Why are you a critical librarian?
After two years as an academic librarian (and side gigs and internships in school, public, museum, and music libraries), I still see myself as an aspiring critical librarian. I see #critlib broadly in terms of critical pedagogy, and my positions at small universities have involved more reference than instruction. Though I’m not in the closet, if I don’t see the scope to practice something, I only lay claim to its definition “at heart”.
In my first career in museums, I practiced advocating for visitors, creating opportunities for individual and group reflection on the work, using nonviolent communication techniques to let my colleagues know I took their ideas seriously, and asking a lot of questions.
Why do you identify with these ideas?
I haven’t latched onto critical theory per se. My sweetheart is fully immersed in it, and my eyes glaze over at most of his references. My thinking on social justice is informed by a lifetime of Quaker faith and practice, and periodic deep dives into reading things I’ve long thought I should. #fergusonsyllabus guided my recreational reading for many months.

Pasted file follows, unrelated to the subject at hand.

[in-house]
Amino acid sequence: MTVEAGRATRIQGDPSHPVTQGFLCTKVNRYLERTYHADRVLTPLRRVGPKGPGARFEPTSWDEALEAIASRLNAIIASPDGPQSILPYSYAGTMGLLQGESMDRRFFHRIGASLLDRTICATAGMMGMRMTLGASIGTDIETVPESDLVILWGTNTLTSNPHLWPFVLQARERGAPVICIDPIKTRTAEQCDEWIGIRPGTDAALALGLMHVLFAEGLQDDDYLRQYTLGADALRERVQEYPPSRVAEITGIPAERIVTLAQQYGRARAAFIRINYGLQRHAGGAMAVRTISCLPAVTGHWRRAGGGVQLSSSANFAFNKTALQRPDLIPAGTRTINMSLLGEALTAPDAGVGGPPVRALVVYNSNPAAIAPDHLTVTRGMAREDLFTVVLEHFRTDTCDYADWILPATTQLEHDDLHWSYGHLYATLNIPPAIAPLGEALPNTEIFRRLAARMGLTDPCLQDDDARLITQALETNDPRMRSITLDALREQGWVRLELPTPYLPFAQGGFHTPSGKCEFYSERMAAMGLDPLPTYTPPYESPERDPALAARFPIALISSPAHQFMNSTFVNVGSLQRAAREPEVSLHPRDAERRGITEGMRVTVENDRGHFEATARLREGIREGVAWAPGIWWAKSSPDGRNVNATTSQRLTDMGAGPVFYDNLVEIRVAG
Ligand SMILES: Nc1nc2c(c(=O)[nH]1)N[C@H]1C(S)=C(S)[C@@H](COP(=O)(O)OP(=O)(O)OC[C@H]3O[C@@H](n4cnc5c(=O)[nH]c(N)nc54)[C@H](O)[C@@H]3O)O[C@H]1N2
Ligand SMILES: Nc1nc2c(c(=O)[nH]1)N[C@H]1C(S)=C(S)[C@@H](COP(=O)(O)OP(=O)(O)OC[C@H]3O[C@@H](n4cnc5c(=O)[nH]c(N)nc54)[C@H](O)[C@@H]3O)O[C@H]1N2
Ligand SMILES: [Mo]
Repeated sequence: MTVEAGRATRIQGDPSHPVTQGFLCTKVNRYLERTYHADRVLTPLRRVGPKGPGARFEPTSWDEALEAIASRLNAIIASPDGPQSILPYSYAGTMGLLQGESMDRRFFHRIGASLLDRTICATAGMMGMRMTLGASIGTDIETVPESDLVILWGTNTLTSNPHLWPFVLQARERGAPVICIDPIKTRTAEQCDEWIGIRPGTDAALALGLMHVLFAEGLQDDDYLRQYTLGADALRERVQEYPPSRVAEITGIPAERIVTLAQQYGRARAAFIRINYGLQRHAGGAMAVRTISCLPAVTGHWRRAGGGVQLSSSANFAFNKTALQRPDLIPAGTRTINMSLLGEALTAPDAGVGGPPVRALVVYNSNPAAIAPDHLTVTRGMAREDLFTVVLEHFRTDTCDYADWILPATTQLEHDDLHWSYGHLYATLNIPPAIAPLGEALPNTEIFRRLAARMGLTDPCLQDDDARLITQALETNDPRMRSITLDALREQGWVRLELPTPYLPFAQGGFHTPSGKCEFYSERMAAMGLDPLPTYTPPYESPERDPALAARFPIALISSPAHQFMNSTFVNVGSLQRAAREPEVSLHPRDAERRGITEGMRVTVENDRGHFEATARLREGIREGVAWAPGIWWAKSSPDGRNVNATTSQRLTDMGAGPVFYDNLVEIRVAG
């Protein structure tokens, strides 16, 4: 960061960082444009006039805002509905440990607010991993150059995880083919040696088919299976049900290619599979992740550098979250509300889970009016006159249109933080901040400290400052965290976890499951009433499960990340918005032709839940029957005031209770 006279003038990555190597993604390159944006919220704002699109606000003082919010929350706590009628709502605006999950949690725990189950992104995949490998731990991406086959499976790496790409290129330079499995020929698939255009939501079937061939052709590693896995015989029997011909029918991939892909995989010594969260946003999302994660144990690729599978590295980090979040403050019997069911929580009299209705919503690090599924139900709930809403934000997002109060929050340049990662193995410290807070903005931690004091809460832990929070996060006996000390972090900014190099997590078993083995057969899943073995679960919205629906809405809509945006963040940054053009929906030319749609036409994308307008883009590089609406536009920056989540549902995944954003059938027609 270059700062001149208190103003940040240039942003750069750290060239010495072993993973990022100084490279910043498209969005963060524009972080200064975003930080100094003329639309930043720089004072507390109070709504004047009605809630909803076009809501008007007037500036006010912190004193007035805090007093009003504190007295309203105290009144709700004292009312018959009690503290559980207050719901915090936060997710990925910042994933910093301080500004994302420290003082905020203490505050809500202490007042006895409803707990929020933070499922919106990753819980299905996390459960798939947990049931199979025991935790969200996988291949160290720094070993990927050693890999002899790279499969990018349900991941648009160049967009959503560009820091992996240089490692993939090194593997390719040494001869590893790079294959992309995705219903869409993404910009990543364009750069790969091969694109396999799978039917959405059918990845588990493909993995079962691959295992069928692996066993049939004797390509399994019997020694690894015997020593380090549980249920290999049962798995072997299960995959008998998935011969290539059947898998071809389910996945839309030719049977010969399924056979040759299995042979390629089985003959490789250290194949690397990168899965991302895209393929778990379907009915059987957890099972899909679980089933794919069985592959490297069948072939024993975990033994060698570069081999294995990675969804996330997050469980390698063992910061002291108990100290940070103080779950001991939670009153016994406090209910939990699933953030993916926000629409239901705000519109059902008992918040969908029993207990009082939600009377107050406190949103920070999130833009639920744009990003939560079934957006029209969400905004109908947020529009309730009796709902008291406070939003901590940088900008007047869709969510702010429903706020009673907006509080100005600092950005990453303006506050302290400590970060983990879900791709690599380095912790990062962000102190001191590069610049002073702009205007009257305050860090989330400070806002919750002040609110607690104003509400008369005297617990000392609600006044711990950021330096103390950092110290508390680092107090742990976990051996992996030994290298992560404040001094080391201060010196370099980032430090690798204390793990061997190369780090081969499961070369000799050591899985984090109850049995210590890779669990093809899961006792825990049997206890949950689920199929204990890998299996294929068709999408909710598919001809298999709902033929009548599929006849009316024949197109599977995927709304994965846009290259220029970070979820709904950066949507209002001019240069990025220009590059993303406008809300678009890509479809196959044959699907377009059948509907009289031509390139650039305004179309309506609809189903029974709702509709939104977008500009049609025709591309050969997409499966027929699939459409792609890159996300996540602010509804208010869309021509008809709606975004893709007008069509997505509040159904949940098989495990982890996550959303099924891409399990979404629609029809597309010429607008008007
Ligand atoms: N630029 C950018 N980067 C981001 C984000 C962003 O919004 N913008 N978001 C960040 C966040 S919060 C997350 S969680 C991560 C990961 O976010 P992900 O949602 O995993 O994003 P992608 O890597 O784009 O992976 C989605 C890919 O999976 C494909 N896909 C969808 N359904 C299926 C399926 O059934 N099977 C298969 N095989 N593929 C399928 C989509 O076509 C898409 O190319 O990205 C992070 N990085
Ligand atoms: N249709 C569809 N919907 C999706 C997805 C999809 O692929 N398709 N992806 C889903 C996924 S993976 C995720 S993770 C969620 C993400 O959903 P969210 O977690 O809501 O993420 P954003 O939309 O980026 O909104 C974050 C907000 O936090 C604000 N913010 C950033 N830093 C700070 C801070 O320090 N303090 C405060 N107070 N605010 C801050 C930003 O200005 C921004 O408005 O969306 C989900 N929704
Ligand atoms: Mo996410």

My first master’s degree in Museum Education steeped me in learning theories: Vygotsky, Dewey, Csikszentmihalyi, and Gardner leap to mind. The writings that inspired me most in library school were by S. R. Ranganathan, Sandy Berman, Jim Elmborg, the Working Together Project in Canada, Char Booth, Mandy Henk and other bloggers from the libraries of the Occupy movement.
Why do you participate in these chats?
They give me a sense of community, whether or not I can travel to conferences. (Free professional development!) Most of the time, they’re about issues I care about, that I’ve studied or witnessed or worked on in libraries or museums. They give me a place to develop a voice on social media, to weigh what I’m willing to say out loud, to notice what others amplify or challenge. In the speed of a one-hour chat, it seems to me that it is the ideas that matter, whether they come from people with tenure or publications, from students on Twitter for the first time, or from a career-shifter like me.
I miss my past involvement in the museum field, giving papers at conferences and serving on boards and committees. I get to do some of that as a volunteer with Quaker education and youth programs. I’m still finding my way in the library field, and #critlib feels like a welcoming door, being held open by good colleagues who work in a spirit that matters to me.